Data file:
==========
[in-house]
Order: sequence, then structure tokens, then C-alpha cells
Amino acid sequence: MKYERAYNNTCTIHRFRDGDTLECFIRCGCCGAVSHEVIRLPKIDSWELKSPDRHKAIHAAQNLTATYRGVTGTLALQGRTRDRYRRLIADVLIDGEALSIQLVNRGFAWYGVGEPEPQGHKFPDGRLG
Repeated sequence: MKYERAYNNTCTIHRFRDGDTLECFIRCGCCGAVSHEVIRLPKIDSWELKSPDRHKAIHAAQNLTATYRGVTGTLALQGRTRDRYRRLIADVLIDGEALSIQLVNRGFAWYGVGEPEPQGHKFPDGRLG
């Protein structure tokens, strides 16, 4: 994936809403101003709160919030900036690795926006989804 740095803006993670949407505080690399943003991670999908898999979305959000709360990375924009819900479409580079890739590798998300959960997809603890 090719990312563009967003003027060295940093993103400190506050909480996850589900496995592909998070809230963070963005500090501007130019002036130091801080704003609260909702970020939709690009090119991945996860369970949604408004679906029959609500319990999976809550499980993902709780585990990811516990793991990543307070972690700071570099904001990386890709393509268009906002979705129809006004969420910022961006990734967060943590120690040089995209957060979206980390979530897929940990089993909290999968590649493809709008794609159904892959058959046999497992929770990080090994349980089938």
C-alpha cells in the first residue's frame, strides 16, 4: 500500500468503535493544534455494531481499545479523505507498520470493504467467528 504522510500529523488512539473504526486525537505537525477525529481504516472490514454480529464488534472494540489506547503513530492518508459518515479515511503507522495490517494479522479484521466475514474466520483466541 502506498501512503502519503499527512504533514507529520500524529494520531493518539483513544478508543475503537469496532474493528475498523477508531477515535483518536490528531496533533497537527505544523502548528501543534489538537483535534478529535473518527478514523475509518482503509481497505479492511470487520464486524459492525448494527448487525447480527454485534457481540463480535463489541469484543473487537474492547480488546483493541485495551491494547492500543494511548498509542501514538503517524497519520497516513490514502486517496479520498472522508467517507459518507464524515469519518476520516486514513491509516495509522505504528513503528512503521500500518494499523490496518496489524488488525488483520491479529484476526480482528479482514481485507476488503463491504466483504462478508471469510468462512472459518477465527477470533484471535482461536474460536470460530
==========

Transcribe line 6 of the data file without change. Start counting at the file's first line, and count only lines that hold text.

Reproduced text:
C-alpha cells in the first residue's frame, strides 16, 4: 500500500468503535493544534455494531481499545479523505507498520470493504467467528 504522510500529523488512539473504526486525537505537525477525529481504516472490514454480529464488534472494540489506547503513530492518508459518515479515511503507522495490517494479522479484521466475514474466520483466541 502506498501512503502519503499527512504533514507529520500524529494520531493518539483513544478508543475503537469496532474493528475498523477508531477515535483518536490528531496533533497537527505544523502548528501543534489538537483535534478529535473518527478514523475509518482503509481497505479492511470487520464486524459492525448494527448487525447480527454485534457481540463480535463489541469484543473487537474492547480488546483493541485495551491494547492500543494511548498509542501514538503517524497519520497516513490514502486517496479520498472522508467517507459518507464524515469519518476520516486514513491509516495509522505504528513503528512503521500500518494499523490496518496489524488488525488483520491479529484476526480482528479482514481485507476488503463491504466483504462478508471469510468462512472459518477465527477470533484471535482461536474460536470460530